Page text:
"Same rules apply to him.."
Not in my view. That was the point. Nobody here had an opportunity to buy this at 9.
".in ordeer to maximize profits buy low and sell high."
That's a great idea.
Anyway he already sold some, at the IPO. So according to your reasoning he was not interested in maximizing his profit since he could have sold later at a higher price. He sold 2.97 million shares for only a 100% gain. I think he sold a little more later, anyway since the original underwriters exercised their option to acquire an additional 1.8 million shares from the same selling shareholder
But he doesn't "invest" like us.
He bought the majority of his stake before the company become public, and 13 million shares from the bankrupt Lehman Brothers at around 8$.
Just consider Wilbur Ross has probably a cost average of around 9$ (nine dollars), he can't really lose with that.
We on the other hand are on different ground.
What news ? Earnings are next news.
And a new ship coming, already announced.
The stock is cratering but it's hardly a news anymore, also is evident.
Nothing more to add.
More interesting is the silence from all the firms which upgraded the stock in September giving 30+ targets.
A "reiterated" would be in order now, not that I or the people selling here would care.
We are right now around ten days after the IPO, what happened in a year, the earnings grow, the new ships, all it's not existent anymore. It's 2013.
Looks like the company grow will never materialize in this alternate timeline.
Sci-Fi at its best.
I imagine today it's not making you feel any better #$%$ right now).
The steepness of the descend is really incredible, it's probably -70 degrees.
And yet we had a 3x volume day the day it broke 30, but then it didn't pick up.
It's unusual with a chart like this.
I look forward to the next week action.
The rubber band it's really stretched, but with lightly traded stocks can be stretched beyond the logical point, that's why I allocate gradually in stocks like this (and trade them at the same time when they bounce).
Until we get a couple of convincing up days separated from some neutral days, there is no real end in sight.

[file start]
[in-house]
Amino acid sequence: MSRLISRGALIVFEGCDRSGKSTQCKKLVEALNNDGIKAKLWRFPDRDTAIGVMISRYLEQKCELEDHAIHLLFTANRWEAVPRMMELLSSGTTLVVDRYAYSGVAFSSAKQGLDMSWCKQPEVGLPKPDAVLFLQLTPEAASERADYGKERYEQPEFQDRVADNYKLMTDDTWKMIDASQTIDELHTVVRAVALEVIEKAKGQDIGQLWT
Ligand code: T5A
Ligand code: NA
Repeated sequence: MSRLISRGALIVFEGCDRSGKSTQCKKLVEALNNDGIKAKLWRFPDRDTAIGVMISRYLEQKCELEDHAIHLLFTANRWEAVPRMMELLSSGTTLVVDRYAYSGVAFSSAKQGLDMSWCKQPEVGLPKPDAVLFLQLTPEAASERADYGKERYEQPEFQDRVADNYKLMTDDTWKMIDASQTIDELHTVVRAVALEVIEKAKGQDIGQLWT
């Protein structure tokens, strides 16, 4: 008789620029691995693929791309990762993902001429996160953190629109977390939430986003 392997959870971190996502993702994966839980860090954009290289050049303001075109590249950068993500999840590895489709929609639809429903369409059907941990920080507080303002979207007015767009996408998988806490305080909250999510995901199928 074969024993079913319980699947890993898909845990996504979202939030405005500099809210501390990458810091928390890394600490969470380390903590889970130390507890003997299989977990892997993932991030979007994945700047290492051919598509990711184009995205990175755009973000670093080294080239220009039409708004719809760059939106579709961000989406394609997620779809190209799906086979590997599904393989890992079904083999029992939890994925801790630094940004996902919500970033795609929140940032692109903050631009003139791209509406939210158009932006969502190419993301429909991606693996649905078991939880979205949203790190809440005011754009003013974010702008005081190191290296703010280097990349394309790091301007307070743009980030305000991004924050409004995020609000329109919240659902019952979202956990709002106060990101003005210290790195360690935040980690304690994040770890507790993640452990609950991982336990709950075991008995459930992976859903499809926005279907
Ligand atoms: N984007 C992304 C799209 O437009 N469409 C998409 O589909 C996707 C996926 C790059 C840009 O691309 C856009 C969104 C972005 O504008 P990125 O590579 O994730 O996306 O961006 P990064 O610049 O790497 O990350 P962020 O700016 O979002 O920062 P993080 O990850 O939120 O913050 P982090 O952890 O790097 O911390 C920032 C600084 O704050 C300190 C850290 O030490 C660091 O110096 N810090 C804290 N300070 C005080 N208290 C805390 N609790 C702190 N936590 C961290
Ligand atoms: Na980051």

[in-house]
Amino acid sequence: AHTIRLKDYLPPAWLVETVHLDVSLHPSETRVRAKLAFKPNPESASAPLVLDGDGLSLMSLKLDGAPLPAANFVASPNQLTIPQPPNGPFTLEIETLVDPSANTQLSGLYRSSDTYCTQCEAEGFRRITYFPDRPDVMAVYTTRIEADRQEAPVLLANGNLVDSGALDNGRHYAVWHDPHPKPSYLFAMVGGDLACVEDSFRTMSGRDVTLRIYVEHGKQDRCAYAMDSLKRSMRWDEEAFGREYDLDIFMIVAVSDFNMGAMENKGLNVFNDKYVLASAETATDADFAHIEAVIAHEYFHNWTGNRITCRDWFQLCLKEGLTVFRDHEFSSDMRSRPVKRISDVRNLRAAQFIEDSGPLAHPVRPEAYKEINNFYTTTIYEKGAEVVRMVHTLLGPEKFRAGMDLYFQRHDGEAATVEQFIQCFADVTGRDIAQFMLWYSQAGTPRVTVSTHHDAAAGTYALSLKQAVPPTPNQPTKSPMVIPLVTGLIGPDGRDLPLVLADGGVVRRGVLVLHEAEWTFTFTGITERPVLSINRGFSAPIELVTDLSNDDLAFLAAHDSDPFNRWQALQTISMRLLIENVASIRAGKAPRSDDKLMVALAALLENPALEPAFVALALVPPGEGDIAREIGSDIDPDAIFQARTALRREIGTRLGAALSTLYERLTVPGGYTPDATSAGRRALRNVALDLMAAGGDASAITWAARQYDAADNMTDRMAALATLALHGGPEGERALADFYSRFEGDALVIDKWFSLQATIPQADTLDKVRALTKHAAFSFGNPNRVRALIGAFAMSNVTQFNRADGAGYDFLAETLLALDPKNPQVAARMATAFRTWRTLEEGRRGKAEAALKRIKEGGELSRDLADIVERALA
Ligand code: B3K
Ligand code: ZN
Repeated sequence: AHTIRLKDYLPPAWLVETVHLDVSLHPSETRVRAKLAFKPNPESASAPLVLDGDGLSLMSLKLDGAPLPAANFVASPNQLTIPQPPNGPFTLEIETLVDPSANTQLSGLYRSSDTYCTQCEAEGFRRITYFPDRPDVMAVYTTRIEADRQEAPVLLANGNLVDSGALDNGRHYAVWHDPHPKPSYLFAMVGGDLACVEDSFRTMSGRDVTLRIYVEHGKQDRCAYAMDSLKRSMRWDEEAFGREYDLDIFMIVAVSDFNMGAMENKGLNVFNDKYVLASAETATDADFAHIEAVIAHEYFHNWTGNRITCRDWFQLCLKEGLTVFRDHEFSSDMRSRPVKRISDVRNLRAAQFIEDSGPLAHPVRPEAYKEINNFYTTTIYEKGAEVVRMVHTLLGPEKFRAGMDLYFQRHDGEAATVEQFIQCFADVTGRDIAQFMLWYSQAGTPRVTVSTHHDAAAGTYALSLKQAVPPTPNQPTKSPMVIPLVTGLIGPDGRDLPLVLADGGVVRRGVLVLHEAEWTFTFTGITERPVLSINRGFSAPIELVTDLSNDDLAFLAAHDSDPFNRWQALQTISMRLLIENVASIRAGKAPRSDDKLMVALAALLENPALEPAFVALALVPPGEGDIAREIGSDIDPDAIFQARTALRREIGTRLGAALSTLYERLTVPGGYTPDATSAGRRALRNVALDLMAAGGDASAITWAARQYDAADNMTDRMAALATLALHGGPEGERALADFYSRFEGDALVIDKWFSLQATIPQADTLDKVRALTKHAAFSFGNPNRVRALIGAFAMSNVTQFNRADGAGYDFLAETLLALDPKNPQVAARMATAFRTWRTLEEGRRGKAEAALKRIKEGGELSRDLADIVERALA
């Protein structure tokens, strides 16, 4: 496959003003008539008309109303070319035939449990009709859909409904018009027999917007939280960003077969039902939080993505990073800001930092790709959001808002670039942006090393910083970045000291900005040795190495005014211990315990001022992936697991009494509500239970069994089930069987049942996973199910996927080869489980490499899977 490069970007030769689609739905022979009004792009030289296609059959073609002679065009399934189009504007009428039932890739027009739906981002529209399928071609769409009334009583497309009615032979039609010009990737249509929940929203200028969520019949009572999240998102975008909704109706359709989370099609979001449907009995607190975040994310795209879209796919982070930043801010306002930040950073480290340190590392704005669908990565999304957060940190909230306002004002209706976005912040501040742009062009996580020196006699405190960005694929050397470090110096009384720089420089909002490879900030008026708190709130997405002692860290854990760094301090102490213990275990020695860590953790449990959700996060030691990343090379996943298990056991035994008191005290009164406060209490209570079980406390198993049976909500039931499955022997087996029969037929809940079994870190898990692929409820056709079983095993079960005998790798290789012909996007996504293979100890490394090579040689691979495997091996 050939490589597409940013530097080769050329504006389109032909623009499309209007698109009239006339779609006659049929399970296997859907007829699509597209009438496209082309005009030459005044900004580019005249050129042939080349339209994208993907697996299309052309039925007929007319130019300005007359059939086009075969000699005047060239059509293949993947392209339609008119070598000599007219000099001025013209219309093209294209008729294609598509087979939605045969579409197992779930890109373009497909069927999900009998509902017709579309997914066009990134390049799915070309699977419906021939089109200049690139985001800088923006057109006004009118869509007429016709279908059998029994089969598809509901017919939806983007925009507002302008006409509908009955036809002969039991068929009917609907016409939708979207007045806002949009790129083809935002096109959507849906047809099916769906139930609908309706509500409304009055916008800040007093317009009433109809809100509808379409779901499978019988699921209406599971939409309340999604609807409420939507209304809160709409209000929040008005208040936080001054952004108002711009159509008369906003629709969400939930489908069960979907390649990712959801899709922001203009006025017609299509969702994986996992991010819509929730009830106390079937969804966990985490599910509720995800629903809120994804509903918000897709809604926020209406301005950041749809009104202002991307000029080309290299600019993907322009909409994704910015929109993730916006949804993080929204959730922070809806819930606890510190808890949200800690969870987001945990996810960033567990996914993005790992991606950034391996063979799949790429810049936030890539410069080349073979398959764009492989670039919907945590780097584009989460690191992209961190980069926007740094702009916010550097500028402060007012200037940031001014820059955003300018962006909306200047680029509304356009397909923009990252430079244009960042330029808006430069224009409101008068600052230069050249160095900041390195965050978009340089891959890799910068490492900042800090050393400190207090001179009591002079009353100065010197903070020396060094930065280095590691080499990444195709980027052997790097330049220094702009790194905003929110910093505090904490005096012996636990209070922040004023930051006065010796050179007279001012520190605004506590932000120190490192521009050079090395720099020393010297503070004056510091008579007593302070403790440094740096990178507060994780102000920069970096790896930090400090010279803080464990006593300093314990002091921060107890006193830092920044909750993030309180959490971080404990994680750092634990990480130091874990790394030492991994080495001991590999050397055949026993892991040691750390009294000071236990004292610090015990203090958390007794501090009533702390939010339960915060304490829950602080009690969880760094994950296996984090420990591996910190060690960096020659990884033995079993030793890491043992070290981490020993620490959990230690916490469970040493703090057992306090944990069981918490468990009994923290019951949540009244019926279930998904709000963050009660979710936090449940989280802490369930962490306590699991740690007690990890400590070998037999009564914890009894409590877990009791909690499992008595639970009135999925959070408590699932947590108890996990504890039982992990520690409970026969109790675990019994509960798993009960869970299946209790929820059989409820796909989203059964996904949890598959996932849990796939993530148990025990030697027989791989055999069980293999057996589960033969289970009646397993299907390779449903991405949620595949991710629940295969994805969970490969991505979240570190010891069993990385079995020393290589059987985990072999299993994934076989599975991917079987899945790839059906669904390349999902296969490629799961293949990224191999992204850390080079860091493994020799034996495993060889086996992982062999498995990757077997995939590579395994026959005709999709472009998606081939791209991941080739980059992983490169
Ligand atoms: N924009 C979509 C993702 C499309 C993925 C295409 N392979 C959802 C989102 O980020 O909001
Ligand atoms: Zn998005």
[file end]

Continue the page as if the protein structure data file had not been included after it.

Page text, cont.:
Yes, and it's somewhat lightly traded, so it can easily waterfalling down as it's happening.
The fact it's bouncing back a good percentage almost every day suggests daily shorting with daily covering (easy money in a waterfall) or someone exiting a position with someone else seeing this as an opportunity to add to his position, or a mix of the two.
In any case, doesn't matter very much to me.
Consider the IPO was at 19, consider it was below 26 yesterday, consider how the company has grown, and consider future projections.
Even imagining a slow growing year it should get 1.32 in 2014. At the current P/E, after the waterfalling, that means a price higher then 30.
Hope it's going further down... but it's getting more difficult any passing day.
35 it's just in one year, in two years if nothing bad happens could be 48-50.
But it's too early to reasonably talk about that with confidence.
For now, 35.
And I quote:
Yesterday I was simply looking at the chart the same way I did in the past, and thinking a move to 0.90 or even 0.85 would fit it well (H&S-ish formation, (1.29, 1.37, 1.18)"
Let's add it to the list.
CFO Roger L. Smith sold 57,321 shares of the stock on the open market in a transaction dated Thursday, August 28th. The shares were sold at an average price of $1.08, for a total value of $61,906.68. Following the sale, the chief financial officer now directly owns 105,115 shares.
Yesterday I was simply looking at the chart the same way I did in the past, and thinking a move to 0.90 or even 0.85 would fit it well (H&S-ish formation, (1.29, 1.37, 1.18)
Ur-Energy (NYSE:URG) CEO Wayne W. Heili unloaded 85,100 shares of the company’s stock in a transaction dated Friday, August 29th. The stock was sold at an average price of $1.07, for a total value of $91,057.00. Following the completion of the sale, the chief executive officer now directly owns 208,778 shares in the company
Director W. William Boberg sold 97,143 shares of the stock in a transaction that occurred on Monday, August 25th. The stock was sold at an average price of $1.06, for a total value of $102,971
He can afford to throw shares away at the low of the stock, he just have to exercise some options to re-integrate his quota.
Et voila', easy money.
Considering this is underperforming 88% of all the stocks in nyse / nasdaq / amex looks like a good idea to me. I don't know why you should stay in the bottom 10% of stocks going nowhere instead of the top 10% going up. (I sold at 1.80 on Feb 26, 2014)